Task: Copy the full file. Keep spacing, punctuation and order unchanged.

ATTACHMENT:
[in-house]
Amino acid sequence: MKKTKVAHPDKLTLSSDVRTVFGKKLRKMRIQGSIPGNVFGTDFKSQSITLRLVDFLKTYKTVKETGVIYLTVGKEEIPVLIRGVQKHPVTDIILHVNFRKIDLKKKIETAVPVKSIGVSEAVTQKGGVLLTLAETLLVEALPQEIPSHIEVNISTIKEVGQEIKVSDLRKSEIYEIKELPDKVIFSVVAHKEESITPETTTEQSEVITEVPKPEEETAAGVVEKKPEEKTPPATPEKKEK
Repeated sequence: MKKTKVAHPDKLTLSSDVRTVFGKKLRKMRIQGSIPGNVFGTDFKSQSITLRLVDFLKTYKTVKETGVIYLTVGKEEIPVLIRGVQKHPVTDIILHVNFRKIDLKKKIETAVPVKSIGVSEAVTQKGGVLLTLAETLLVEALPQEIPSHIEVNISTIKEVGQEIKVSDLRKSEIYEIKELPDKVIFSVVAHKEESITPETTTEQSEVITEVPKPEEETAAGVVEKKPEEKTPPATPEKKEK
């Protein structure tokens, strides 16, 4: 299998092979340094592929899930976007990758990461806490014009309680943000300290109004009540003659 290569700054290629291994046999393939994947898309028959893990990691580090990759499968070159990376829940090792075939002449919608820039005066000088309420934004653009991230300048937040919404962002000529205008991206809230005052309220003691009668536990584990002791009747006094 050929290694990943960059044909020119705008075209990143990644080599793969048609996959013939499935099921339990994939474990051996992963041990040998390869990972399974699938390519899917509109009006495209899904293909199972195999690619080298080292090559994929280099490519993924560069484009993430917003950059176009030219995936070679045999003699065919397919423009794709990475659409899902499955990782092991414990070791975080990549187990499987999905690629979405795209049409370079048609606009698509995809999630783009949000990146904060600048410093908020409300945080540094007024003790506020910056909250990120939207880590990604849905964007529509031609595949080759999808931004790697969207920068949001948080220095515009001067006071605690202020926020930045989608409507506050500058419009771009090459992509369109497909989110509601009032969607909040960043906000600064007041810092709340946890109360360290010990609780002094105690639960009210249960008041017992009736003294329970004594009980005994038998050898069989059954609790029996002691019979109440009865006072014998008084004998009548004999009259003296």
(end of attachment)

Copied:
[in-house]
Amino acid sequence: MKKTKVAHPDKLTLSSDVRTVFGKKLRKMRIQGSIPGNVFGTDFKSQSITLRLVDFLKTYKTVKETGVIYLTVGKEEIPVLIRGVQKHPVTDIILHVNFRKIDLKKKIETAVPVKSIGVSEAVTQKGGVLLTLAETLLVEALPQEIPSHIEVNISTIKEVGQEIKVSDLRKSEIYEIKELPDKVIFSVVAHKEESITPETTTEQSEVITEVPKPEEETAAGVVEKKPEEKTPPATPEKKEK
Repeated sequence: MKKTKVAHPDKLTLSSDVRTVFGKKLRKMRIQGSIPGNVFGTDFKSQSITLRLVDFLKTYKTVKETGVIYLTVGKEEIPVLIRGVQKHPVTDIILHVNFRKIDLKKKIETAVPVKSIGVSEAVTQKGGVLLTLAETLLVEALPQEIPSHIEVNISTIKEVGQEIKVSDLRKSEIYEIKELPDKVIFSVVAHKEESITPETTTEQSEVITEVPKPEEETAAGVVEKKPEEKTPPATPEKKEK
């Protein structure tokens, strides 16, 4: 299998092979340094592929899930976007990758990461806490014009309680943000300290109004009540003659 290569700054290629291994046999393939994947898309028959893990990691580090990759499968070159990376829940090792075939002449919608820039005066000088309420934004653009991230300048937040919404962002000529205008991206809230005052309220003691009668536990584990002791009747006094 050929290694990943960059044909020119705008075209990143990644080599793969048609996959013939499935099921339990994939474990051996992963041990040998390869990972399974699938390519899917509109009006495209899904293909199972195999690619080298080292090559994929280099490519993924560069484009993430917003950059176009030219995936070679045999003699065919397919423009794709990475659409899902499955990782092991414990070791975080990549187990499987999905690629979405795209049409370079048609606009698509995809999630783009949000990146904060600048410093908020409300945080540094007024003790506020910056909250990120939207880590990604849905964007529509031609595949080759999808931004790697969207920068949001948080220095515009001067006071605690202020926020930045989608409507506050500058419009771009090459992509369109497909989110509601009032969607909040960043906000600064007041810092709340946890109360360290010990609780002094105690639960009210249960008041017992009736003294329970004594009980005994038998050898069989059954609790029996002691019979109440009865006072014998008084004998009548004999009259003296």